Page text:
Women of Ponniyin Selvan I: While critics constantly debate and advocate changing narrative of women in Indian cinema, little is echoed on the screen. Especially in the regional tentpoles which are largely dominated by 'Rebels' 'Stylish' and 'Icon Staars'. In such a system, when a historical drama about the thalassocratic empire of Southern India, the Chola dynasty, is announced with an ensemble cast, little is expected of women. The films are for sure anticipated for their magnificence and adding to their immenseness are beautiful women adorned in gold jewellery. But beyond that, discern characterization is limited. However, give Mani Ratnam the job and the setting differs.
The filmmaker is known for making women in his films drive the narrative. The departure from the standard portrayal of women in Mani Ratnam films like Mouna Raagam, Bombay and Roja among many others left the audience spellbound. And in Ponniyin Selvan he brought them to the centre stage yet again and lets them play politics, not in hindsight but at the forefront.
Aishwarya Rai Bachchan, Trisha Krishnan and Sobhita Dhulipala, the leading ladies of Ponniyin Selvan I have closely scrutinised their characters as they exuberate women with agencies on the screen. Trisha was amazed by the thought that Kalki Krishnamurthy who wrote the novels in 1955 (on which the film is based) could envision women with such strongholds back then. The actress finds it delightful that the women of Ponniyin Selvan are not just standing as princesses and queens but they use their intelligence in the kingdom. “She (Kundavai, The Chola Princess) seemed very contemporary in thought. There are times in the film where I felt the women overpowered and challenged the men," she said while addressing the media in Delhi.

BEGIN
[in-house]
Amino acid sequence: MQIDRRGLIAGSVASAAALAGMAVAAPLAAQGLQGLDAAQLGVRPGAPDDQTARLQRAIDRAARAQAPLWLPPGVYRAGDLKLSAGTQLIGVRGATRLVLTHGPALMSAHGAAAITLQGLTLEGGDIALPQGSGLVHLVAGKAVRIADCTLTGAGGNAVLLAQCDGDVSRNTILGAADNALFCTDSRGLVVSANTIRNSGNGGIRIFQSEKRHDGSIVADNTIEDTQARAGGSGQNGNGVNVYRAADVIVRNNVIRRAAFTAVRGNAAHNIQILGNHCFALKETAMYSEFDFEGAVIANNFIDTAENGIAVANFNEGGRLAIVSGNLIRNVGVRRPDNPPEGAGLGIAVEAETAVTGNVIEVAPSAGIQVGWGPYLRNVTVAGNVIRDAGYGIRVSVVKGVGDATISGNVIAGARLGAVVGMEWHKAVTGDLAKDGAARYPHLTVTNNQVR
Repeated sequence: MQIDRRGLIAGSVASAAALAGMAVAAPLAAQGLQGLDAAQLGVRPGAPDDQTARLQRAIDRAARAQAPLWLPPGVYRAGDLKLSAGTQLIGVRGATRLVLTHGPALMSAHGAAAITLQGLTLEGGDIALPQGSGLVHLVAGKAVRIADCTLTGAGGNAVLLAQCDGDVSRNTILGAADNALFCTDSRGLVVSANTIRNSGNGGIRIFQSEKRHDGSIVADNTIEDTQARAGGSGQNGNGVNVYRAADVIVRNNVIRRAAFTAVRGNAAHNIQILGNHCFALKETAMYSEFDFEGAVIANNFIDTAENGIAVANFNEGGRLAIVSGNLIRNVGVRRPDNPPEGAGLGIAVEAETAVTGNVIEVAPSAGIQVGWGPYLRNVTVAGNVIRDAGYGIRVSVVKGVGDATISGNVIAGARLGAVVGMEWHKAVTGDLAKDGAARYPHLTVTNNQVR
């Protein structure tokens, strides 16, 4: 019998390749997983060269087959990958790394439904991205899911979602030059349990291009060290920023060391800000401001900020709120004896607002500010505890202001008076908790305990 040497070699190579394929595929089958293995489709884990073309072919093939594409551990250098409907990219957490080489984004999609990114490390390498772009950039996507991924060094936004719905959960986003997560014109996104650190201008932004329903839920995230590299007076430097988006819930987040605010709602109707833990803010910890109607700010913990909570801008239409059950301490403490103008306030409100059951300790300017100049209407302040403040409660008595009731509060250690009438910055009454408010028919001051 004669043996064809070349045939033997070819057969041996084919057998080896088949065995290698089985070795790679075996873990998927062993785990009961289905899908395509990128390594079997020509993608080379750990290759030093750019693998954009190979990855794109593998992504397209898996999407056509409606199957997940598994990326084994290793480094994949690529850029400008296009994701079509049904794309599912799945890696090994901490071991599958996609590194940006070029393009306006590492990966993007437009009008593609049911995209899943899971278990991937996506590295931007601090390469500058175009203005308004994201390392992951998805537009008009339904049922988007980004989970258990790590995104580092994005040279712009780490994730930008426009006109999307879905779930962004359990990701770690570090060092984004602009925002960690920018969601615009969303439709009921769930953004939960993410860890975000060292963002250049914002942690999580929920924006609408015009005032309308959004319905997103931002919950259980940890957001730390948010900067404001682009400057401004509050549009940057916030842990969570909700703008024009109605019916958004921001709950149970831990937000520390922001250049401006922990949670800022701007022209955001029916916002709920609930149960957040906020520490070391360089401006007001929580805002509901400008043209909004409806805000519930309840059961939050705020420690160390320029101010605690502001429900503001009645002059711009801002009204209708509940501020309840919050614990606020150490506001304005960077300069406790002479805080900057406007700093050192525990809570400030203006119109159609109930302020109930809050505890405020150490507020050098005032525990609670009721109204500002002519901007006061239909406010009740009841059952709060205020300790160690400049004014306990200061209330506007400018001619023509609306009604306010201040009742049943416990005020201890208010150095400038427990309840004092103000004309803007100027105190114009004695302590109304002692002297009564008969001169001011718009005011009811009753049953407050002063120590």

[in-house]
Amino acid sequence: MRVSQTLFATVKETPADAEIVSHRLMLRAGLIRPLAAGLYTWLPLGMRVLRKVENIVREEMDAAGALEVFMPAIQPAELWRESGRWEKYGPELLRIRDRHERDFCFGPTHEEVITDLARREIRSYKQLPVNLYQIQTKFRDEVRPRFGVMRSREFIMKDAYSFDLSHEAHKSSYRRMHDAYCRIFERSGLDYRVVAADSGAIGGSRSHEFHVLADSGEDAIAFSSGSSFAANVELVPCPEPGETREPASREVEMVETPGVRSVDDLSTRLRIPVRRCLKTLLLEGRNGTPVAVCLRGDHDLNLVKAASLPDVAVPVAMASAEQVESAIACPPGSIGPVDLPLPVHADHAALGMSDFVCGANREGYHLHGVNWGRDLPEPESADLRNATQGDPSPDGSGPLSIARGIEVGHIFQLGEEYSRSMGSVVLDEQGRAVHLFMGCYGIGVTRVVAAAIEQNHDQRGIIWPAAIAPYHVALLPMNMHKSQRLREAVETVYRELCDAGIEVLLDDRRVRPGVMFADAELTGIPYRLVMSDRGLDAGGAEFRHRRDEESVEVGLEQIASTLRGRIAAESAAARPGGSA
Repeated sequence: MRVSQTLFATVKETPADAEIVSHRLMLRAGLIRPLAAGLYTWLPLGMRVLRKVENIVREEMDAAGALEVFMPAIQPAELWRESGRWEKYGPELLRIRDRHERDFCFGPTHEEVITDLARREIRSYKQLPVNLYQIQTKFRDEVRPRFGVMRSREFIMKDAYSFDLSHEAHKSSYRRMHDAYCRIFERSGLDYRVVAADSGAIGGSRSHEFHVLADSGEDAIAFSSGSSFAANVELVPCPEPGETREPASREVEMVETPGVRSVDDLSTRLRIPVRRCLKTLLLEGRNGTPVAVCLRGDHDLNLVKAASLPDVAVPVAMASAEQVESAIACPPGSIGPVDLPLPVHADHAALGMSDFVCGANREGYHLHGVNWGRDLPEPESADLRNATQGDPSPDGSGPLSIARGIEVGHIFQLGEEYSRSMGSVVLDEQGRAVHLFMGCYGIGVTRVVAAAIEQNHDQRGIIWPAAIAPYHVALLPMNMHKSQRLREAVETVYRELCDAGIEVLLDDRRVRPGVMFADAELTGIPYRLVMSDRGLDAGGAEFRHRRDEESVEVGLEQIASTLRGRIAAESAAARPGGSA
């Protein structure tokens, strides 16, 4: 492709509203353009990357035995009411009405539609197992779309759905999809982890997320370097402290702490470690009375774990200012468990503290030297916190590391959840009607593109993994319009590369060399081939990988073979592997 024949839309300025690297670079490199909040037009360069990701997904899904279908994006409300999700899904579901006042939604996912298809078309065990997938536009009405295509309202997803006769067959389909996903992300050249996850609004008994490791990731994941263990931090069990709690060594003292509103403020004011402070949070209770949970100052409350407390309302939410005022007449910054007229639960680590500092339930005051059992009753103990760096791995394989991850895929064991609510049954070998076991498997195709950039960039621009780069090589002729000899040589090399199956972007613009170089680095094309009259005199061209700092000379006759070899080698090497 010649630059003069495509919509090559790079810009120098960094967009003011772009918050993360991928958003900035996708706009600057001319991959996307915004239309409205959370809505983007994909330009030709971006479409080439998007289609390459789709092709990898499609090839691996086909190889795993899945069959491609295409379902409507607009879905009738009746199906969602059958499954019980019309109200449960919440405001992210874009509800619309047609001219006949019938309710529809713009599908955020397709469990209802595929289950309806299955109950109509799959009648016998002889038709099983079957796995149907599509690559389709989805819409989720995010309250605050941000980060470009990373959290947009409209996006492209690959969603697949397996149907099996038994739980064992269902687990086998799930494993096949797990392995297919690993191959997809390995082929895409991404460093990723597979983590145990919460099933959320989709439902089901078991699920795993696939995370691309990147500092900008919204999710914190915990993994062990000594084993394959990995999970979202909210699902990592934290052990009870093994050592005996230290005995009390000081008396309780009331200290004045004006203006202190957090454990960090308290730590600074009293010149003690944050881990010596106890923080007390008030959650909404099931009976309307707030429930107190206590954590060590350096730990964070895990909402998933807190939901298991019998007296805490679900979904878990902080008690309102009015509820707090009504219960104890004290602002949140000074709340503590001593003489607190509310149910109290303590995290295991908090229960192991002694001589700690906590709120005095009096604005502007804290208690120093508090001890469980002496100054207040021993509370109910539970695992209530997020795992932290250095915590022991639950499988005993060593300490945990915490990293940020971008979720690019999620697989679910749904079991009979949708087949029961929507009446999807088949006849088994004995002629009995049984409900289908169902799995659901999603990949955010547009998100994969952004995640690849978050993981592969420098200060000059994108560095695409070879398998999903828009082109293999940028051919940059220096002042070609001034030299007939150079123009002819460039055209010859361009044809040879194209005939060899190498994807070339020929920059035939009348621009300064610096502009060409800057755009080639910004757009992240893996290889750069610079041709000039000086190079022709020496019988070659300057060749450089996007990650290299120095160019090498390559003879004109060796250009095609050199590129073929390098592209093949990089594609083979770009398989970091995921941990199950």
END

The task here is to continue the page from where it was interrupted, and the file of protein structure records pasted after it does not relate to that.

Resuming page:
Aishwarya, on the hand, was glad that the story recognises these women of substance in full power. "Women have always been strong. It's just that they have been given opportunities differently down the ages," said the actress who plays Nandini, The Queen Of Pazhuvoor. She also credited Ratnam for providing women with the latitude to strive in this period drama.
“It’s wonderful how in this narrative women have or find a way of expressing their power. Mani Ratnam is a creator who has brought these women to life. Having worked with him in several films, he asks us (actors) to go beyond the dialogue and script and bring to life the thought of the character. He always attributes intelligence to his female protagonists and that’s true for all my character’s in his films,” she shared. Aishwarya has previously collaborated with the filmmaker in movies namely Iruvar (1997), Guru (2007 ) and Ravan (2010).
For Sobhita things were more intense. With Ponniyin Selvan, as she steps into the shoes of Vaanathi, the love interest of the young emperor, she seeks to steer away from her previous characters which were marinated in the whims of real modern women.
Trisha Krishnan opens up working on Ponniyin Selvan I: 'Impactful character rather than screen time'
Delving deep into the mindset of Vaanathi, Sobhita echoed similar sentiments to her co-actors. "This was an opportunity for me to play someone who is nibble footed, light-hearted and uncorrupted by politics," she quipped, adding, "With Mani Sir, I discovered that innocence, something that Vanathi embodies doesn't necessarily have to be coy. He has shown that innocence has its truthfulness, how she speaks her mind and her naivety was exciting to represent."
The thoughts and the premise of Ponniyin Selvan built by the actresses are not limited to blueprints and press conferences but we see them translate on celluloid too. Despite the splendour Nandini, Kundavai and Vannathi are subjected to, Aishwarya, Trisha and Sobhita equate and on many occasions outplay the mighty kings and warriors played by Vikram, Karthi and Jayam Ravi. They are minds of the kingdom who play politics behind the veils of the courtroom, sometimes even at the centre of it.
If their brain power and elegance don't make an impression, probably they are being underestimated as most have down the ages.